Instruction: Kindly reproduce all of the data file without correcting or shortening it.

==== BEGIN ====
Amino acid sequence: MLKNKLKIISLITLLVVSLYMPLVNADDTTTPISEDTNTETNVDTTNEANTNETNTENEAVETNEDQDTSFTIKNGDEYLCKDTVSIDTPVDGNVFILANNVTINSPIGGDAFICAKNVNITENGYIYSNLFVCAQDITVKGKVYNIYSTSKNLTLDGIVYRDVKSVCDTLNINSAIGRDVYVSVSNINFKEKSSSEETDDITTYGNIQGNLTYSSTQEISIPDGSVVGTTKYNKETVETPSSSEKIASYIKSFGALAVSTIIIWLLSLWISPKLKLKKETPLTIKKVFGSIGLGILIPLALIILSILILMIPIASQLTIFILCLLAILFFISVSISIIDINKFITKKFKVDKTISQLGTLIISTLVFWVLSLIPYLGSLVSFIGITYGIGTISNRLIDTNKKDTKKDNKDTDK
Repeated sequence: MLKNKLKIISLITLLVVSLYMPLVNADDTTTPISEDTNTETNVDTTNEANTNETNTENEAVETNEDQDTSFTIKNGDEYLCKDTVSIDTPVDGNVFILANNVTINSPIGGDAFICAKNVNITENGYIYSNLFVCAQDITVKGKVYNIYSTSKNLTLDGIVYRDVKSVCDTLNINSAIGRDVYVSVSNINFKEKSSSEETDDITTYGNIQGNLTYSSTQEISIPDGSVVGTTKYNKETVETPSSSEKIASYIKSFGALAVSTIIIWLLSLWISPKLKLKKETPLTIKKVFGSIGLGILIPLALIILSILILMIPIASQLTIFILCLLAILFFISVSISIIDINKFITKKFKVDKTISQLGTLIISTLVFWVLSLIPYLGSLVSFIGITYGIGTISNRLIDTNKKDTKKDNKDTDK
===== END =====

Amino acid sequence: MLKNKLKIISLITLLVVSLYMPLVNADDTTTPISEDTNTETNVDTTNEANTNETNTENEAVETNEDQDTSFTIKNGDEYLCKDTVSIDTPVDGNVFILANNVTINSPIGGDAFICAKNVNITENGYIYSNLFVCAQDITVKGKVYNIYSTSKNLTLDGIVYRDVKSVCDTLNINSAIGRDVYVSVSNINFKEKSSSEETDDITTYGNIQGNLTYSSTQEISIPDGSVVGTTKYNKETVETPSSSEKIASYIKSFGALAVSTIIIWLLSLWISPKLKLKKETPLTIKKVFGSIGLGILIPLALIILSILILMIPIASQLTIFILCLLAILFFISVSISIIDINKFITKKFKVDKTISQLGTLIISTLVFWVLSLIPYLGSLVSFIGITYGIGTISNRLIDTNKKDTKKDNKDTDK
Repeated sequence: MLKNKLKIISLITLLVVSLYMPLVNADDTTTPISEDTNTETNVDTTNEANTNETNTENEAVETNEDQDTSFTIKNGDEYLCKDTVSIDTPVDGNVFILANNVTINSPIGGDAFICAKNVNITENGYIYSNLFVCAQDITVKGKVYNIYSTSKNLTLDGIVYRDVKSVCDTLNINSAIGRDVYVSVSNINFKEKSSSEETDDITTYGNIQGNLTYSSTQEISIPDGSVVGTTKYNKETVETPSSSEKIASYIKSFGALAVSTIIIWLLSLWISPKLKLKKETPLTIKKVFGSIGLGILIPLALIILSILILMIPIASQLTIFILCLLAILFFISVSISIIDINKFITKKFKVDKTISQLGTLIISTLVFWVLSLIPYLGSLVSFIGITYGIGTISNRLIDTNKKDTKKDNKDTDK